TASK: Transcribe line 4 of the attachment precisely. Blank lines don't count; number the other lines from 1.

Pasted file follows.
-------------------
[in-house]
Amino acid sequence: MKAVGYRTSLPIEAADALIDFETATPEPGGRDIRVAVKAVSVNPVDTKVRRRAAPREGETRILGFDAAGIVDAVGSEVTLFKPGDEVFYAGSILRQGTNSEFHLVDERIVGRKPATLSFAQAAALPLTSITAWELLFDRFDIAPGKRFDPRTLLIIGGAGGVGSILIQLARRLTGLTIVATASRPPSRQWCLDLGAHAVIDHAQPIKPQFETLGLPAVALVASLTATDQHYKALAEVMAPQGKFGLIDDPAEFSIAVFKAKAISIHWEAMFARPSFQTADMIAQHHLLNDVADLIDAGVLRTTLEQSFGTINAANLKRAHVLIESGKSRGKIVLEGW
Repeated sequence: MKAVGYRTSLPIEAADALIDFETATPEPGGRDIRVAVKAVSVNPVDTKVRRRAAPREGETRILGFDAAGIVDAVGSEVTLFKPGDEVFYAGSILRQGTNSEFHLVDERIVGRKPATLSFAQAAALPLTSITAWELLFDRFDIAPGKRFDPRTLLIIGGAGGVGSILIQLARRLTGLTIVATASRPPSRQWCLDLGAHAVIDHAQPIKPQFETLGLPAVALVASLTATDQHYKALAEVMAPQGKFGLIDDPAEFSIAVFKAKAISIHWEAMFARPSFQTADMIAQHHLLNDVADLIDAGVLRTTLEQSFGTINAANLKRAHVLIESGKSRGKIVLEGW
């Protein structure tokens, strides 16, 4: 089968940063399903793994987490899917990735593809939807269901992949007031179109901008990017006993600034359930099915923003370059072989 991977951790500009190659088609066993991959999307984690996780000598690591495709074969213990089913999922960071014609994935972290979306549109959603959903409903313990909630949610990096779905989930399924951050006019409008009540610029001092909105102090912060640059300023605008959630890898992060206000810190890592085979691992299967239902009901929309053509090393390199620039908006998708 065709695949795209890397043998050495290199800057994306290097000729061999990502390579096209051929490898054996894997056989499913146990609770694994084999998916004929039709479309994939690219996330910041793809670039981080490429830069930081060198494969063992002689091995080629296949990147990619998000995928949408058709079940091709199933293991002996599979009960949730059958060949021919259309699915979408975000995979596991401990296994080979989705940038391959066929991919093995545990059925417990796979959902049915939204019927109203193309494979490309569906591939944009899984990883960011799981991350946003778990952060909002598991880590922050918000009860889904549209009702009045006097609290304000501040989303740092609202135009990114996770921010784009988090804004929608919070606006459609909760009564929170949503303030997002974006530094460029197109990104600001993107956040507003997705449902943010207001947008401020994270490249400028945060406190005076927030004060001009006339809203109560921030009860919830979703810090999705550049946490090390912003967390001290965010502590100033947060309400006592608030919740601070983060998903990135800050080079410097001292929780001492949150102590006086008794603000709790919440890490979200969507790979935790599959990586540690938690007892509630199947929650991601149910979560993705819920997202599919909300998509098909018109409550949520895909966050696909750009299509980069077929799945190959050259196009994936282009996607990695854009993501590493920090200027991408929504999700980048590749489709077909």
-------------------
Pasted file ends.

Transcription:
């Protein structure tokens, strides 16, 4: 089968940063399903793994987490899917990735593809939807269901992949007031179109901008990017006993600034359930099915923003370059072989 991977951790500009190659088609066993991959999307984690996780000598690591495709074969213990089913999922960071014609994935972290979306549109959603959903409903313990909630949610990096779905989930399924951050006019409008009540610029001092909105102090912060640059300023605008959630890898992060206000810190890592085979691992299967239902009901929309053509090393390199620039908006998708 065709695949795209890397043998050495290199800057994306290097000729061999990502390579096209051929490898054996894997056989499913146990609770694994084999998916004929039709479309994939690219996330910041793809670039981080490429830069930081060198494969063992002689091995080629296949990147990619998000995928949408058709079940091709199933293991002996599979009960949730059958060949021919259309699915979408975000995979596991401990296994080979989705940038391959066929991919093995545990059925417990796979959902049915939204019927109203193309494979490309569906591939944009899984990883960011799981991350946003778990952060909002598991880590922050918000009860889904549209009702009045006097609290304000501040989303740092609202135009990114996770921010784009988090804004929608919070606006459609909760009564929170949503303030997002974006530094460029197109990104600001993107956040507003997705449902943010207001947008401020994270490249400028945060406190005076927030004060001009006339809203109560921030009860919830979703810090999705550049946490090390912003967390001290965010502590100033947060309400006592608030919740601070983060998903990135800050080079410097001292929780001492949150102590006086008794603000709790919440890490979200969507790979935790599959990586540690938690007892509630199947929650991601149910979560993705819920997202599919909300998509098909018109409550949520895909966050696909750009299509980069077929799945190959050259196009994936282009996607990695854009993501590493920090200027991408929504999700980048590749489709077909």